Bernice Addom (left), Chairperson, Maternal and Child Health, West African Postgraduate College of Nurses and Midwives, Ghana Chapter, in a discussion with Charlotte Van Noorlo, an obstetrician gynaecologist from the Netherlands, during the conference. Picture: EDNA SALVO-KOTEY
Bernice Addom (left), Chairperson, Maternal and Child Health, West African Postgraduate College of Nurses and Midwives, Ghana Chapter, in a discussion with Charlotte Van Noorlo, an obstetrician gynaecologist from the Netherlands, during the conference. Picture: EDNA SALVO-KOTEY
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Stillbirth trauma: Health authorities move to support parents

In Ghana, stillborn babies are usually removed from the sight of their parents quickly after birth. 

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Not seeing the child, it was thought, would lower the attachment and make it easier for the parents to deal with the loss. 

However, it has now been established that the opposite is rather the case per the statistics of best practices, hence the move by health authorities to reverse the trend.

The trauma that parents endure from stillbirths is such a disturbing ordeal which has compelled the King of Kings Healthcare Services in Ghana to embark on a mission to help mothers to preserve memories of their stillborn babies.

For instance, The Netherlands example of preserving the memories of stillborn babies, referred to as “Angel babies”, which include taking pictures of their footprints and if possible handprints, as well as the water method, has been proven to be easier and relatively cheaper in keeping the memories of such children. 

Statistics

A stillbirth is the death of a baby after 24 weeks of pregnancy or during birth.

Ghana is reported to have one of the best stillbirth rates of about 12 cases per 1,000 live births. 

However, the situation is different for the continent which averages 21 stillbirths out of every 1,000 births. 

In Nigeria, for example,  the most populous country in Africa recorded 42.9 stillbirths per 1,000 live births.

The Korle Bu Teaching Hospital recorded 32 stillbirths out of every 1,000 births delivered at the hospital last year, a statistic that has alarmed health professionals.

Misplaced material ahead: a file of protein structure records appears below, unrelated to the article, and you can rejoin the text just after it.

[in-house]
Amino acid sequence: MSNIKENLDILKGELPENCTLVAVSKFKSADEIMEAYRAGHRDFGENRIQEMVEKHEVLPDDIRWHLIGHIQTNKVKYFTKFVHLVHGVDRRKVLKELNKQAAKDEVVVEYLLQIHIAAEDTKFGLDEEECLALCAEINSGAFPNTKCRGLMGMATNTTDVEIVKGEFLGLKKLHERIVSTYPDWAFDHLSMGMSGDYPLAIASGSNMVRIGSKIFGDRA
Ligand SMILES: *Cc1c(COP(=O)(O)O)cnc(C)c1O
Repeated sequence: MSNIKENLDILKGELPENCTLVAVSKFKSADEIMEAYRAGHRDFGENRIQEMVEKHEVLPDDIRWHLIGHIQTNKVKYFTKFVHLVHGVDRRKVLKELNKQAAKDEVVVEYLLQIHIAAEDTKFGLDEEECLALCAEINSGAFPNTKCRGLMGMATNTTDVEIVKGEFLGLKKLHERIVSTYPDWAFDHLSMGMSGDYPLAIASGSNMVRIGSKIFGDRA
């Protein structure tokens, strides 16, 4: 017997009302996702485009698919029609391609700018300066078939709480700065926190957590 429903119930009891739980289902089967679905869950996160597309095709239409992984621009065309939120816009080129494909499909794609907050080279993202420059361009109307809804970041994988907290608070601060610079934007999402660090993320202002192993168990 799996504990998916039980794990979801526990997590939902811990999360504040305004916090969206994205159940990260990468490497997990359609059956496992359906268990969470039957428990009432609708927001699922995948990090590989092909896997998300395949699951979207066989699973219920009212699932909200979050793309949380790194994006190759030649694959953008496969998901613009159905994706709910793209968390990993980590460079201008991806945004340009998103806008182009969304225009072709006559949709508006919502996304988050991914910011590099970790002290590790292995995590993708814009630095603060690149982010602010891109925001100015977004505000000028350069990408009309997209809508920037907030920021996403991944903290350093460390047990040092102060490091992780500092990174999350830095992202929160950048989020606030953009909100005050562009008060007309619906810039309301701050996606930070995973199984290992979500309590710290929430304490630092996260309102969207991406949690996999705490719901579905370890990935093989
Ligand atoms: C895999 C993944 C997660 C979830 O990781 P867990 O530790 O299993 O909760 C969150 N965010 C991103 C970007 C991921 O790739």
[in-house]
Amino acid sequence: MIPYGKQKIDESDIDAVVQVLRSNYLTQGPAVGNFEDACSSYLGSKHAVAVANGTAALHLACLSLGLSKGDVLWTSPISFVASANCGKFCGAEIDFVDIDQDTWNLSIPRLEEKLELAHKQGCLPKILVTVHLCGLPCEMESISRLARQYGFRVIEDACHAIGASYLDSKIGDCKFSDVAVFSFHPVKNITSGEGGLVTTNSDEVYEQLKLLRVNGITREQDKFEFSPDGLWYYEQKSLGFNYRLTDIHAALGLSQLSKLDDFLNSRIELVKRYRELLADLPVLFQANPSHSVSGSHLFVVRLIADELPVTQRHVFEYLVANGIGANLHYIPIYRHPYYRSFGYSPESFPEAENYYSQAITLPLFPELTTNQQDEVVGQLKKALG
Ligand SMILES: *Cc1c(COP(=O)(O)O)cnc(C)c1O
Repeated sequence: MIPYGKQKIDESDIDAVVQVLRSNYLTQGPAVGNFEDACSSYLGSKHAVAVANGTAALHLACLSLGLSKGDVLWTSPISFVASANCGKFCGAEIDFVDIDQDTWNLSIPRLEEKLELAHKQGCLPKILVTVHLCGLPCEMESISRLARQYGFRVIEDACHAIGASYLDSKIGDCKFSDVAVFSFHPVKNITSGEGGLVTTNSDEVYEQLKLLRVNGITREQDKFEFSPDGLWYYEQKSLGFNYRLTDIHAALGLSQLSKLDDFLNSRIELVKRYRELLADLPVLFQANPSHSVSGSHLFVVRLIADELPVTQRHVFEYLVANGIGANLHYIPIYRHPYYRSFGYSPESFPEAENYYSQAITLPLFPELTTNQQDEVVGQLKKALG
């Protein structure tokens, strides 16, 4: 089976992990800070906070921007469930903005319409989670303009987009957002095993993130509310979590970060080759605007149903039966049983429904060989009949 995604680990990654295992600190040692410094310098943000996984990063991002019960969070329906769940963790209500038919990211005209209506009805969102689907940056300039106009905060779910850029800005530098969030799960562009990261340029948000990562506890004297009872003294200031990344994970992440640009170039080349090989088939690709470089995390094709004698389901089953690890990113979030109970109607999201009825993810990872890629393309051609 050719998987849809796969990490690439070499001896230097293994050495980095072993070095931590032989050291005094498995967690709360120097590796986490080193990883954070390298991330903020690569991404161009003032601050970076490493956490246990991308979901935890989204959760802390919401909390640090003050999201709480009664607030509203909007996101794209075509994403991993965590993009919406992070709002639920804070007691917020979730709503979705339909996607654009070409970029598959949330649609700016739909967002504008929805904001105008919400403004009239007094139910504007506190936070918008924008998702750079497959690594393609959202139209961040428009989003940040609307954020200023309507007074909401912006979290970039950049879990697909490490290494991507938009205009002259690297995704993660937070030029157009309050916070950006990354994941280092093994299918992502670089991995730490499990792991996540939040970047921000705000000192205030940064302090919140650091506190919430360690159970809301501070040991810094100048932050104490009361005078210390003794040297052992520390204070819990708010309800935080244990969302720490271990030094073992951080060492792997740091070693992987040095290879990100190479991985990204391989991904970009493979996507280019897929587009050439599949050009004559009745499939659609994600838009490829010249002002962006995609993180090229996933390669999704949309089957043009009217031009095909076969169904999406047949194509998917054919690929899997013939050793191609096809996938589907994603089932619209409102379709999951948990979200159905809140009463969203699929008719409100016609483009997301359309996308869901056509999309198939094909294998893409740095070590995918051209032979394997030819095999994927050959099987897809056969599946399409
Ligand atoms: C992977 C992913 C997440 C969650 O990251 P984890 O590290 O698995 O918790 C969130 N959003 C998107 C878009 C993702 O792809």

The figure is nearly three times the average 12 stillbirths per 1,000 births recorded for the entire country across the period.

From January to March, this year, the hospital has already recorded 30 stillbirths out of every 1,000 births.

Stillbirths

Describing stillbirth as an unpleasant birth outcome and a public health concern, the Chairperson of Maternal and Child Health of the West African Postgraduate College of Nurses and Midwives (WAPON), Dr Bernice Addom, pointed out that no midwife was ever delighted when a woman they saw throughout pregnancy lost the baby at the end, adding that midwives should support mothers and families that experienced stillbirth by giving the mother the opportunity to see, cuddle, touch and hold the baby in order to create memories.

She said in most developed countries, for every baby that was born — whether dead or alive — they created memories of them.

“They carried that baby in their wombs all this while. The fact that the baby is not alive doesn’t mean that emotional attachment is gone. Give the mother the opportunity to see and hold that baby to create memories. Moreso because, depending on how the mother goes through the experience, she might not get the opportunity to give birth again so it is for us to help such a mother to keep a memory of the dead baby,” she explained.